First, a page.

There was a man — weathered and dressed in rags, his long white beard trailing down over the deck — tied to the mast and fast asleep. The ship around him apparently wasn’t in great shape. There were areas of broken woodwork, as if some huge monster had smashed through them. Through one of these he could see the ship’s wheel, lashed into position. Off to one side, there was an island on the horizon. He was no sailor, but as best he could tell, the ship was going round in circles. ‘Well?’ said a voice as old as the sea. ‘Don’t just stand there — untie me, confound it! I want to see what that music’s all about!’
A wee vignette, originally written for Ricochet.com:
We were sitting on wooden crates. They must have been sculling around in this old cargo hold for decades. Longer. It was an elephants’ graveyard of discarded technology, goods that had long since ceased being traded (at least in this corner of the universe). We pried open the lid on one, carefully. Inside, packed among musty, but still-dry, straw and shredded newspaper was a lamp. ‘Hey, this is solid brass,’ said Maya.
There were even some smaller crates inside. I opened one up. Inside were disintegrating pasteboard boxes.
A magical cat-and-dog story (sort of) — originally written for and published at Ricochet.com:
It was raining, cats and dogs (well, a witch’s cat and a sort-of werewolf with bones for brains – she really shouldn’t say that, even in the privacy of her own thoughts, but bless him it was true) were taking cover, and she still had to finish this blasted potion. Never, never, never, the dripping young woman thought to herself, brew a potion from a recipe book that actually specifies it be made ‘on ae righte blasted heathe on ye first true dark midnight after th’ full moone, and thatte at the height of ae summer storme’.
But here she was, soaked to the skin and getting more and more drenched by the moment, frantically stirring a bubbling cauldron with a long hazel stick (‘exactlie five foote in lengthe’), as the wind blew against her trailing black cloak and threatened to take her with it. She’d already seen her hat go whistling away over the horizon. ‘I tried to tell you,’ said a voice from under a pair of wet, flattened-down ears somewhere in the undergrowth.
An ending and a beginning in this short, originally written for and published over at Ricochet.com:
The air shimmered and a young woman stumbled forward out of what a moment before had been thin air. As she got back up, dusting red dirt off her jeans, the setting sun glinted off the scythe-shaped silver pin on her lapel. She looked around, running a hand through her hair. Floating by the crossroads, looking up at a warped old signpost, was the figure of a man, glowing semi-translucent and slightly blue. She looked around again. No body. That was odd for a start.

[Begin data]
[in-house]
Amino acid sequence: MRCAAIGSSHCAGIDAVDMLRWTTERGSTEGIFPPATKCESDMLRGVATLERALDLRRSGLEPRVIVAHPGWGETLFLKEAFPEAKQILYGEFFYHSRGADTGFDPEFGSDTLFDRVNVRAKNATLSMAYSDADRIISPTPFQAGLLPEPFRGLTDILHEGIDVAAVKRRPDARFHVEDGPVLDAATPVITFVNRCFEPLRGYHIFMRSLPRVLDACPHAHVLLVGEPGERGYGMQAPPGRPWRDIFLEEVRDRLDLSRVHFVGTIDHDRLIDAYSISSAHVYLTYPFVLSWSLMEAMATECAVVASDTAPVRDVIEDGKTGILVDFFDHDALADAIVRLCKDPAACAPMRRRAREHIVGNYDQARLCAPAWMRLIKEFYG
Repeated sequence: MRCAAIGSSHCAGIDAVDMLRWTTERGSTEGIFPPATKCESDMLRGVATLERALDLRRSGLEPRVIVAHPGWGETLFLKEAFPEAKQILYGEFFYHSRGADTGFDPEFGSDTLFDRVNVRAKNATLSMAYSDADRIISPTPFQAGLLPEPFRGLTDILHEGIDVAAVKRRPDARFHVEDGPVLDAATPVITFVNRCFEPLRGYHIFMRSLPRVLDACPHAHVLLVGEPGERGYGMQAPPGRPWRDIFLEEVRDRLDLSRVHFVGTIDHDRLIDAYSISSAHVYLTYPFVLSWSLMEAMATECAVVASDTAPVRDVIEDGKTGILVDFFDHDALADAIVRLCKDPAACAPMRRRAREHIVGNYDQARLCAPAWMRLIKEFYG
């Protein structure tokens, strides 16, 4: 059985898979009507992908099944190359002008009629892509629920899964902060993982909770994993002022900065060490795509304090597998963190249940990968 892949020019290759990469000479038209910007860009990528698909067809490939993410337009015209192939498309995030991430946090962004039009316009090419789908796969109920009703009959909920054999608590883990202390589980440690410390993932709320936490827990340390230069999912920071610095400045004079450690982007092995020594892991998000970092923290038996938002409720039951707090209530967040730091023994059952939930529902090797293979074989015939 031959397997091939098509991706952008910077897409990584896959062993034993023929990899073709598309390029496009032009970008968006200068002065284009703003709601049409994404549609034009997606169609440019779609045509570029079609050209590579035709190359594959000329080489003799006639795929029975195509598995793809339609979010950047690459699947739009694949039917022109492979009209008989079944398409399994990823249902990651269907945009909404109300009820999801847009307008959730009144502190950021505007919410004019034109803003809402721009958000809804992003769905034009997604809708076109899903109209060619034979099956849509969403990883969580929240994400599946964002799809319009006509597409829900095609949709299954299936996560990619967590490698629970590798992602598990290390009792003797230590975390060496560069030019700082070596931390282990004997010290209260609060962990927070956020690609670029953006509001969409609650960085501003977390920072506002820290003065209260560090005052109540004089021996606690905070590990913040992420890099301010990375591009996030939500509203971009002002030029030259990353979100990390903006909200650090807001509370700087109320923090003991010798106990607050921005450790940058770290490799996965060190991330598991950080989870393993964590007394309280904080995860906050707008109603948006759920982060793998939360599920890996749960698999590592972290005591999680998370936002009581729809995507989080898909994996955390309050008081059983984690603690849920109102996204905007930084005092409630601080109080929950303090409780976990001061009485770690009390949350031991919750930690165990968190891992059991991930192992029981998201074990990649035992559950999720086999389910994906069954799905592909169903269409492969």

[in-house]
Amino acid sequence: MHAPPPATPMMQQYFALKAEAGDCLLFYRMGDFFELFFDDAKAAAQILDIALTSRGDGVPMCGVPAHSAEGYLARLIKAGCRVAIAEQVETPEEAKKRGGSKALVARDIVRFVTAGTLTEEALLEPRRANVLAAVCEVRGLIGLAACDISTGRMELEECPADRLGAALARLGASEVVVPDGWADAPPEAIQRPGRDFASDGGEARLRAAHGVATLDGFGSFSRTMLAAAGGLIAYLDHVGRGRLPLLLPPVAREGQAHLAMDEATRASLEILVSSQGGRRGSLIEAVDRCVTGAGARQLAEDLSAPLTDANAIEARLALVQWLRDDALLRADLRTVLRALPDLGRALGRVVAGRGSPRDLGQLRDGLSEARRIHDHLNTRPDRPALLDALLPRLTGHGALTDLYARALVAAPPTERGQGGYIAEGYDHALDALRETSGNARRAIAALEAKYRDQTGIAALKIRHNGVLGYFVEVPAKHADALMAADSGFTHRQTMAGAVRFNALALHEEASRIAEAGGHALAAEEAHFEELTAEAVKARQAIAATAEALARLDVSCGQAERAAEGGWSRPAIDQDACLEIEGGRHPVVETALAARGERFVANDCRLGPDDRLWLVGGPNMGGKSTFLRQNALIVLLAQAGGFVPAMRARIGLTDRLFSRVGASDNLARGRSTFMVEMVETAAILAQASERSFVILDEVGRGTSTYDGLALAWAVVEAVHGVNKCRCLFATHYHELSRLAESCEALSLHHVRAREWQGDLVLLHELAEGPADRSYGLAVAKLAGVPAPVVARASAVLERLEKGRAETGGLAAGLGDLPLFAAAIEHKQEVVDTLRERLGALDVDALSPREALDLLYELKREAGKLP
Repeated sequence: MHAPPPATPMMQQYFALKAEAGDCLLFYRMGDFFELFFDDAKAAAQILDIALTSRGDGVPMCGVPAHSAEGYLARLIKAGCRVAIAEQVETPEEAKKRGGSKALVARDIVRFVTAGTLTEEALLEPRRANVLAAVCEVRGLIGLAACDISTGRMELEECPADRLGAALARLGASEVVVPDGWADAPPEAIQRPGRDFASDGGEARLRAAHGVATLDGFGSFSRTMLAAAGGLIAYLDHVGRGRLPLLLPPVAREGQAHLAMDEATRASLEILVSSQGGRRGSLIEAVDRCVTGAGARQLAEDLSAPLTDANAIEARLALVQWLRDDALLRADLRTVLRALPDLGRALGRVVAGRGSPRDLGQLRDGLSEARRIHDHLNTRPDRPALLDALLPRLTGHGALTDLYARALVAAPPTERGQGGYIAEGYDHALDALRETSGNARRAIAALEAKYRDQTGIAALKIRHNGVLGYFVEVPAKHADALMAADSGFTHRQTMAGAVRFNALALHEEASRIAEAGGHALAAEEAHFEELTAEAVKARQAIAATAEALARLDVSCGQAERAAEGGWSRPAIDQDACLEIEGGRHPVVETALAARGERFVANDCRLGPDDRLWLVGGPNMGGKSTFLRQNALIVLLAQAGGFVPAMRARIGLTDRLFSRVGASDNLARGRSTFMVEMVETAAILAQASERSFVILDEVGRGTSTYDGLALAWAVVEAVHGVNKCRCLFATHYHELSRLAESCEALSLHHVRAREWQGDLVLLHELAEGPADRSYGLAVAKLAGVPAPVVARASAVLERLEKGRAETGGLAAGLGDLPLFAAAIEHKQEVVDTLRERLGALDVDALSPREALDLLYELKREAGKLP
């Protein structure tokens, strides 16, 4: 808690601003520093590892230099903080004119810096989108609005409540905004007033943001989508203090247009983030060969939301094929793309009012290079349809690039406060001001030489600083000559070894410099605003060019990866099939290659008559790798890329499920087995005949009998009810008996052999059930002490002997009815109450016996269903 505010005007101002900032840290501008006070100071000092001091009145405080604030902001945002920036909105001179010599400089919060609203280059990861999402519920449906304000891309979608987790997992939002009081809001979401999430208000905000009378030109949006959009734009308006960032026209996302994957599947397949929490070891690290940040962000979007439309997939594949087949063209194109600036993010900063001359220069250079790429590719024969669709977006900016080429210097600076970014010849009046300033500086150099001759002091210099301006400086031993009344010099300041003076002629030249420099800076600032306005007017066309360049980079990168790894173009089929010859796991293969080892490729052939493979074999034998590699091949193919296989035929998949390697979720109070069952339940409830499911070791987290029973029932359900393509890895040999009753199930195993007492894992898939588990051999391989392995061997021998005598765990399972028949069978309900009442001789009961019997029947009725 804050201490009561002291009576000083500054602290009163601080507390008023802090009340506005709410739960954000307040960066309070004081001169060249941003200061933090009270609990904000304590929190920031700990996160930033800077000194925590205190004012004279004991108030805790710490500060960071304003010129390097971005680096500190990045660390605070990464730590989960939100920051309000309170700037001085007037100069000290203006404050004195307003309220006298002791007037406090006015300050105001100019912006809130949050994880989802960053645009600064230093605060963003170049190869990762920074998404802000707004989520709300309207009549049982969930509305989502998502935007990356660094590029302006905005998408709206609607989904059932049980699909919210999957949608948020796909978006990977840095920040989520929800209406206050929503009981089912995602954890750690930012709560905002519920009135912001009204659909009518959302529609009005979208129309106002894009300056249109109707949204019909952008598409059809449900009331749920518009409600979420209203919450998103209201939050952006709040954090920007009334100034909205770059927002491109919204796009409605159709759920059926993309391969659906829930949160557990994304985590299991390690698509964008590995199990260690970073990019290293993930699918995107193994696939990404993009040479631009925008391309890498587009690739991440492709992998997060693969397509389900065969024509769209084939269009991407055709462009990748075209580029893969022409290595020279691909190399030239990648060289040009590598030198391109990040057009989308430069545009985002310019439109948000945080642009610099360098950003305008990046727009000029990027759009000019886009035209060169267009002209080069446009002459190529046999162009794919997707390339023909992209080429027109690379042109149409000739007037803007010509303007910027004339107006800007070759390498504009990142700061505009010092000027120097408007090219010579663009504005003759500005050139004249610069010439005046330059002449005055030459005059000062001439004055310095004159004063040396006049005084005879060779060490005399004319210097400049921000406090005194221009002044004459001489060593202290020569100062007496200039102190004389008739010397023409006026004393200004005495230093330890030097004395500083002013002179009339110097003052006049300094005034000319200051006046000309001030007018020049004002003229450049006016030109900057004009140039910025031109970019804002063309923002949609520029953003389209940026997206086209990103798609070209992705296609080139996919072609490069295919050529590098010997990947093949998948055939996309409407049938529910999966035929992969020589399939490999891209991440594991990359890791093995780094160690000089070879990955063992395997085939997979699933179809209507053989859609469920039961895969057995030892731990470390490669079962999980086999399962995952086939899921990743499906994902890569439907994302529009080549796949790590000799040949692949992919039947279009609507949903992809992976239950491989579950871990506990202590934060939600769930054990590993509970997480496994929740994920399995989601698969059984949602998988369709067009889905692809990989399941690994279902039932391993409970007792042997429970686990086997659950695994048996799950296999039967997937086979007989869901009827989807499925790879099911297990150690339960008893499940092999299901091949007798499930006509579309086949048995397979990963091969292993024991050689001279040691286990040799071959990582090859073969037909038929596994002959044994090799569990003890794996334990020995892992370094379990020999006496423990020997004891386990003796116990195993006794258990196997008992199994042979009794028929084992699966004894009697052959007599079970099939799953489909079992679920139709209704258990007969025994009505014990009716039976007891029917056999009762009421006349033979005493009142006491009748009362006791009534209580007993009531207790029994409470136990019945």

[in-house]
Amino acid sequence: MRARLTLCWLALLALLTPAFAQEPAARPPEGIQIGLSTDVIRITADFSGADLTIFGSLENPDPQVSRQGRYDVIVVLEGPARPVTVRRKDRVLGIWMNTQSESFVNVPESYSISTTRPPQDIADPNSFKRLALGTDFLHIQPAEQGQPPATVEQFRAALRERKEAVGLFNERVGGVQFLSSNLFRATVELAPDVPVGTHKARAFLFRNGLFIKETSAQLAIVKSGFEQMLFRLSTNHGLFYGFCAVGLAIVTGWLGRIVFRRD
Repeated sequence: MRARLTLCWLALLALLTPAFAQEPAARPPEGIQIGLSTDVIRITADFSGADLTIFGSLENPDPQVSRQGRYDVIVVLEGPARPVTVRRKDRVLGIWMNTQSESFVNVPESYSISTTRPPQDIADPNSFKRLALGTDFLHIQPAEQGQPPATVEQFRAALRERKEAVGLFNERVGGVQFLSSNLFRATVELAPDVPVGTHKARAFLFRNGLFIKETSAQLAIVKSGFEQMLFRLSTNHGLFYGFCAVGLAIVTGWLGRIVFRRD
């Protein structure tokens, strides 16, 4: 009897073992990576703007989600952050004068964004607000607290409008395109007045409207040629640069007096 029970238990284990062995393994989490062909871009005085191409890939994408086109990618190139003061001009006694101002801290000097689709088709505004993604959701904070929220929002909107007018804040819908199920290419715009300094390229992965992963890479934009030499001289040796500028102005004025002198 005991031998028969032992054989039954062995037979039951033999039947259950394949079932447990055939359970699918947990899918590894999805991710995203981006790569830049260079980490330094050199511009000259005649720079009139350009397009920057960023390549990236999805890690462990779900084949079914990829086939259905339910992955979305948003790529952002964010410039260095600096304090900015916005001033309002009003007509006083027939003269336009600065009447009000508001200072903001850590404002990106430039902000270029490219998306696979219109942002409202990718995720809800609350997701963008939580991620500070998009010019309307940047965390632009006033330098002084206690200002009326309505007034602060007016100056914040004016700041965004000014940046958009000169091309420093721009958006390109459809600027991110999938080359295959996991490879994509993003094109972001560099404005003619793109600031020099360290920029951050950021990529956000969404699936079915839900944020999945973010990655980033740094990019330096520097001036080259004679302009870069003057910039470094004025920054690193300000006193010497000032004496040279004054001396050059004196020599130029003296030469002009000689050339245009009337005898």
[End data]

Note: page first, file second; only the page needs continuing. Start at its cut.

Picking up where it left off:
He turned at the sound of her walking towards him. She saw the confusion and the pain – felt them flash through her, as if they were her own – saw the glistening of tears. She kept going, taking in details as she went. Young. About her age. Features? Hard to tell when people were like this. And pain. Worlds and worlds of pain. ‘Hey there, honey,’ she said, as gently as possible, extending a hand to him. ‘My name’s Clancy. You … look a little lost …’ She paused a moment. ‘I know this place down the road a ways – they do these great chocolate malts. You look like you could use one … My treat?’
An Arthurian tale this time, originally published on Ricochet.com:
They had such strange flowers here, ‘Arthur-lies-sleeping’, what sort of name was that for a flower? And ‘Cadbury bells’ and, he sneezed past his streaming eyes, something in the hedgerows that was giving him hay fever. He never got hay fever … That must have been what made him miss the rock: He stumbled, rolling down, down into the gully into a surprisingly deep, almost little valley, hitting his head on something as he landed. Hey, who turned out the lights?
By the time he woke up, it was getting dark. He was miles from anywhere; though for some reason, he couldn’t actually remember where or even who he was, which was just stupid. Ahead of him, was a rough doorway in the side of the hill. Which was even sillier, you didn’t get doorways in the sides of hills. There was a light coming from somewhere inside this one, though, and a subtle ringing note that seemed to echo inside his head. Or maybe that was just his skull. Here went nothing …
A short vignette I wrote called ‘Midnight Hours‘, originally published on Ricochet.com:
‘Nurse! … Nurse!’ Footsteps ran towards the sound of the screaming. A door was flung open, the light from the hallway falling on the man in the bed. ‘Where’s the rest of me!’
The nurse sighed and, businesslike, stepped forward, flinging the covers back. ‘Right where I left it the last four times,’ she said. ‘I told you, the anaesthetic takes a while to wear off.’